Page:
The Kiva NYC Team went to Bed-Stuy Brooklyn to visit Abuela’s Tattoo and got inked for their Friday the 13th Sale!
Mandi and Sam took out a loan for Myrtle Tattoo Ink Parlor (renamed: Abuela’s Tattoo) at the beginning of last year. Soon after, they secured a space to provide local artists with supplies and a clean working environment. Though they were busy, we had a chance to learn more about their busy year of change, growth and success.
Q: Since you applied for your Kiva loan, you've changed your shop name to Abuela's Tattoo. Can you tell us what is behind the name change?
As mentioned in our profile, we are surrounded by Sam's Puerto Rican family. Grandma and Grandpa own the building our shop is in. We didn't think we would be able to put the shop there as Grandma had an image and preconceived notion of what tattoo shops were like. According to Grandma, only "hoodlums" got tattoos and it wouldn't be safe to have a tattoo shop so close. Once we showed her we had the capital to start the business and convinced her tattoos are now accepted in society, she finally said yes and let us rent and put up shop in their existing storefront.
Once we renovated the space and opened she became our "manager"." She lives across the street and is always watching over the shop. If someone is standing in front of the shop before we open, she will walk over and ask "Can I help you?" She is so proud of her grandson and thinks she needs to watch over the Artists. In honor of giving us a chance, we renamed the shop Abuela's because it really is her tattoo shop.
Q: How has your business added to the community?
For our clients: The neighborhood is really changing! We are surrounded by Pratt Institute students that are all in the arts of some kind. The median age of our neighborhood is now 29 years old, which is also the median age of folks getting their first tattoo. The neighborhood continues to become more young and hip. The folks that have been in the neighborhood for over 30 years (Sam's grandparents and friends) see the shop bringing in young people and are happy to see the neighborhood revitalized. Most of our clients that come in are excited to have a tattoo shop in the neighborhood. We continually to try to brand our shop - which is why Friday the 13th is so important. We want the neighborhood to know we are open for business.
For our Artists: Interestingly enough, most of our artists are from the NYC 5 boroughs and are of Spanish decent. Sam and I want our shop to be successful for us, but it's also extremely important to succeed for them. We very much want to provide a place the artists can make a living doing what they love. Our guys all have a great story of how they became a tattoo artist and 2 of them have daughters to provide for. If we can provide them a place to work, we help feed their family. That is the best reward for us.
Q: What challenges did you face that you used the Zip loan to address?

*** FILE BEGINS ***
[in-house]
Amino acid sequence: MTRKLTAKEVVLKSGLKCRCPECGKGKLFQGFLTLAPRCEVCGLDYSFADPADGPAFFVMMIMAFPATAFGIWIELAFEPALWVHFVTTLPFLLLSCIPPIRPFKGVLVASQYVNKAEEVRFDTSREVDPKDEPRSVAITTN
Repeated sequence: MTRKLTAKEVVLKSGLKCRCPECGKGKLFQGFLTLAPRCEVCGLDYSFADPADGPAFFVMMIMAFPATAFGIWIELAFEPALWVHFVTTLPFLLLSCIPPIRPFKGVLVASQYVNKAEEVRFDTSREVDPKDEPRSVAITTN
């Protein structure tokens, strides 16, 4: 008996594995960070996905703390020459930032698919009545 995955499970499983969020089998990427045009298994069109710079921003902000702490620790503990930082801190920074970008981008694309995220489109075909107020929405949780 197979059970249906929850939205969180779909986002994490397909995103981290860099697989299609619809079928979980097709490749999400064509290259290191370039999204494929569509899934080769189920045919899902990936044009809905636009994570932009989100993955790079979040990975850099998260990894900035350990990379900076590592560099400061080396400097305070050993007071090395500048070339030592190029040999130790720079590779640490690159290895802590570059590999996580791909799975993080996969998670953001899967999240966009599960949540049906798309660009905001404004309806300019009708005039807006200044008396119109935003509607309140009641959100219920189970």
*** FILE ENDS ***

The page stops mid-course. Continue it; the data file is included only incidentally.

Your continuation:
Our biggest hurdle was our future landlord. We really wanted Sam's family to let us open the shop in the property they own. We were prepared to look elsewhere for available storefronts, however, we also knew how hard it is to secure a commercial lease with no business credit in New York. We needed to show our future landlord (Abuela) that we were serious and had the capital to back it up. Our Kiva loan helped convince her.
Q: How is your business doing now?
We have been slow to grow, but growing nonetheless. We don't have a lot of money to put into advertising and branding so we've had to do it grassroots. Social media has helped us tremendously. The longer we are open, the more clientele we are getting. We had a rough winter and fell behind on our loan payment, but we aren't giving up hope. We have talented artists and a great looking shop. We know that if we show that to the world, people will come!
Q: What do they hope to achieve now that you've used your loan? What’s your vision for the future?
We want to get to the point that our artists are booked all the time. We are all devoting time and effort into building a great reputation for the shop. Our artists take their work very seriously and want people to look at our shop as such. They do custom original artwork and we are really proud of that. They are amazing! We just want the world to see their talent and line up to get some work done.
Sam and I don't want to stop at owning a tattoo shop. We would love to open another business someday. Who knows, Kiva might help us do that in the future!
Entry filed under:
Add Your Comments
Heidi was born and raised in Toronto, Canada but has been living abroad since she acquired her first Bachelor’s degree. She was an elementary school teacher in Japan, Scotland and Qatar. She is passionate about teaching and believes that education is a vital part in alleviating poverty. She initially looked into Kiva as a way to share abundance and give back to the world. As a Fellow, she is excited to help Kiva empower people, provide educational opportunities and challenge social power structures.